I was born to S. Frank (Bud) Raftery and Marjorie (Marge) Raftery (nee Belt) on April 4, 1957 at the Columbia Hospital for Women a few blocks from The White House in Washington, DC. My dad was a General Organizer for the International Brotherhood of Painters and Allied Trades and by the time I came around my mother was a very busy fulltime homemaker. I am the 7th of 9 children: Elizabeth (Betts), Michael (Mike), Marjorie (Maggie), Barbara (Bobbie), Mary Ann (Mary), Virginia (Ginny), James Patrick (Patrick), Jane Marie (Janey) and John Joseph (Johnny). Our births covered a very interesting two decades. Betts was born during WW2 and Johnny was born into the turmoil of the early 1960s. Yes! We are baby boomers.
My first memories of early childhood are of being parked in a stroller on our driveway on Wadsworth Dr. in Bethesda Maryland. Our front yard was full of sweating heaving dark giants laying sod. I remember seeing the rolls of grass and fascinated with how they unfurled the rolls onto the dark brown dirt. I can still feel the heat, smell the grass and squint at the bright sunlight. I remember them pounding down the sod and watering with hoses and drinking out of the hose’s nozzle. Presumably my mom or one of my sisters was the person overseeing this work project and my morning stroll. I was very happy in that stroller and had no desire to run and play in the grass or roll in the dirt or be out in the sunshine. That much has not changed.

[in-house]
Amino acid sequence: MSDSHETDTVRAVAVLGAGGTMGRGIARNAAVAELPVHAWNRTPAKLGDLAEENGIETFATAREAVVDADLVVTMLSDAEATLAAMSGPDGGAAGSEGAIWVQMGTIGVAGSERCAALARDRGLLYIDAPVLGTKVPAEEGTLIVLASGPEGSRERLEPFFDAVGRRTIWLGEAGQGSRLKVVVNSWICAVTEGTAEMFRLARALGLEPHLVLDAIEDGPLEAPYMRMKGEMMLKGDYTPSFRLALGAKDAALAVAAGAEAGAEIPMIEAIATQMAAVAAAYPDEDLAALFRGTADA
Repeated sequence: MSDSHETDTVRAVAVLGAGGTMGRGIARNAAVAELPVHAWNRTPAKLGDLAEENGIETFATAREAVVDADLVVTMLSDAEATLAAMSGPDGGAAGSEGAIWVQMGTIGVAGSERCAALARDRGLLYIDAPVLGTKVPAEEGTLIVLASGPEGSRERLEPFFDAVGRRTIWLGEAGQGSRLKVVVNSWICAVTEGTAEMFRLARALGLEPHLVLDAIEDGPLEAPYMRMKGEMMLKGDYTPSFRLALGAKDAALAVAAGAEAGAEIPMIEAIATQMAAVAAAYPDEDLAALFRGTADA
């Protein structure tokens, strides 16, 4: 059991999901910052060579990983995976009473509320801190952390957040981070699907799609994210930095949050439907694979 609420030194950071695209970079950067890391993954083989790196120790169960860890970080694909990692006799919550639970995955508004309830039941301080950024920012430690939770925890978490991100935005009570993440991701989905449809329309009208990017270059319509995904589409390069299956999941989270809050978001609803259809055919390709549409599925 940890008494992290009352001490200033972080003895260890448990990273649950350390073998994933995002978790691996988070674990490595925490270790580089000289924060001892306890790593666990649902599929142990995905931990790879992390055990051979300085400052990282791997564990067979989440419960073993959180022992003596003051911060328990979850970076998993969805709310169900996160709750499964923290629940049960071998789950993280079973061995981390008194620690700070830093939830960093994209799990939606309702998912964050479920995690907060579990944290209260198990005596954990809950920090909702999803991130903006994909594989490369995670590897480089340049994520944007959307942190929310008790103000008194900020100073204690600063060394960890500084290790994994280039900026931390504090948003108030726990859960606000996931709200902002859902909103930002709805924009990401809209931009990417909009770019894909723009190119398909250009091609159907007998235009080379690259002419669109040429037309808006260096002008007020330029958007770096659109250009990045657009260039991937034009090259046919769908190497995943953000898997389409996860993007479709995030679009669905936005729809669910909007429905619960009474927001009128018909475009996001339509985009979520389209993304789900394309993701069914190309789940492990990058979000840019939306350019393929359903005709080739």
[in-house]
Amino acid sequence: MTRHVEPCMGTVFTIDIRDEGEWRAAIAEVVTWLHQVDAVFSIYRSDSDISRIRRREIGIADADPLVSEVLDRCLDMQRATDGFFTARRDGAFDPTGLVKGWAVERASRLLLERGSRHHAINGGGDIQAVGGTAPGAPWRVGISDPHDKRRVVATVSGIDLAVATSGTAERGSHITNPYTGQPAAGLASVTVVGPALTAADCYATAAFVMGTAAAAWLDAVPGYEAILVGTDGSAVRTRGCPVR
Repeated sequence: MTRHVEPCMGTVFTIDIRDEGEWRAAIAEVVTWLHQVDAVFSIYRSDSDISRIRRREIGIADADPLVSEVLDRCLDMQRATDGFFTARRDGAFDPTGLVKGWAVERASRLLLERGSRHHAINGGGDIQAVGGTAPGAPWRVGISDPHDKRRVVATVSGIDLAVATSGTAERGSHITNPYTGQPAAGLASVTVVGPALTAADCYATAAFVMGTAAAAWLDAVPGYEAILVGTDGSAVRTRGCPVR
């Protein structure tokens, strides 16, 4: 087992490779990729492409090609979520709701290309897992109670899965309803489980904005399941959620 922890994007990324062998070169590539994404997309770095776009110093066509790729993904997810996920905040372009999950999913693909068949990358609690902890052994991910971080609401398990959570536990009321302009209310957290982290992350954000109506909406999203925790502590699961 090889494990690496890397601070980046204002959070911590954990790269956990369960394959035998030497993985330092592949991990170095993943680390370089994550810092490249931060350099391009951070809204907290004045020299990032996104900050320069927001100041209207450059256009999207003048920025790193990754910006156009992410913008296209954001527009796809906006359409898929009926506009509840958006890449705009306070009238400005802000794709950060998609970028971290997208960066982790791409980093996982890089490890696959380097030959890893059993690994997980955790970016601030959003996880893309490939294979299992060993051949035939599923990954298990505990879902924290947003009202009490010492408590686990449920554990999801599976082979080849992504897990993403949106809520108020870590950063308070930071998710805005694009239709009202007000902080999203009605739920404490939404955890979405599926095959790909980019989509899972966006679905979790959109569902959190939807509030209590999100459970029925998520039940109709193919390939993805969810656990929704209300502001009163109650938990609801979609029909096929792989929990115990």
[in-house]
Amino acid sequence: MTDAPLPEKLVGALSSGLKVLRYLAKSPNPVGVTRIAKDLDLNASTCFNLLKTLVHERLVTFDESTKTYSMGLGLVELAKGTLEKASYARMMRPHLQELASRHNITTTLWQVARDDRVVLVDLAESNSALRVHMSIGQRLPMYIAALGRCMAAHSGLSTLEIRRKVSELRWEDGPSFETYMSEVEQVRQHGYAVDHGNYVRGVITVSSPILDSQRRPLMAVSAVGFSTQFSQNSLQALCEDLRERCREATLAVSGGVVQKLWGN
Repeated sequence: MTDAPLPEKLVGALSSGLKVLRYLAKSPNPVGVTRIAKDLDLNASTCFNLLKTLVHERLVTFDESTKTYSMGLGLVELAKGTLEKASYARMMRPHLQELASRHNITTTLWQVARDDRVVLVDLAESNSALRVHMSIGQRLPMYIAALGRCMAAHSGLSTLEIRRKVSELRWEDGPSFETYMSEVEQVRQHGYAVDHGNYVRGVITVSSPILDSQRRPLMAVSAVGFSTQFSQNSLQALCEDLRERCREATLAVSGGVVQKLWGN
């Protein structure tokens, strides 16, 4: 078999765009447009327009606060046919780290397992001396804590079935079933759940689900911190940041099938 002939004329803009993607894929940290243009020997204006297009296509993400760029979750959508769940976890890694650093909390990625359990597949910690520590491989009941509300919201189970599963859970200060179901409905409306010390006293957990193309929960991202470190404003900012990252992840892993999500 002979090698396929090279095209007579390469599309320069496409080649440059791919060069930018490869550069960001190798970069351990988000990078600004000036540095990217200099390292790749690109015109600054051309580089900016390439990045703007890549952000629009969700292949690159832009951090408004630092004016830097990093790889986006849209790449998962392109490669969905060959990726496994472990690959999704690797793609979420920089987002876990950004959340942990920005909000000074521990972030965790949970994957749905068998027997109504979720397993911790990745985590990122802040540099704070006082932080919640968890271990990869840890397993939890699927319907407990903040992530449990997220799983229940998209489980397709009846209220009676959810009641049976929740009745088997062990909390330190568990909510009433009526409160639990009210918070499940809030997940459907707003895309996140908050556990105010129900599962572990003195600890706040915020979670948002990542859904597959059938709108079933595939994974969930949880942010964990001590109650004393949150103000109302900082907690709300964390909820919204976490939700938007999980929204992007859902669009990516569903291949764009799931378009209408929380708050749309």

I remember the long nights in the summer of 1963 with my bedroom window open and the ceiling fan outside my door. When the noisy fan was on at night you could feel the air moving and smell the flowers outside in the garden and feel the weight of the heavy humid DC heat. I woke every day to the sounds of construction work from the top of our street, trucks and drilling. That section of “The Beltway” between River Road and Old Georgetown Road opened on November 15, 1963 and President Kennedy was shot on November 22, 1963 just a week later.
I couldn’t know at that time how important these events would be on the world. I really felt the reaction of the adults to Kennedy’s death. I saw my teachers crying and every adult I saw on my way home from school was crying. The opening of that section of one of the great highways in America however meant that for the rest of time “inside the Beltway” would define life and politics in that small geographical area into which I was born.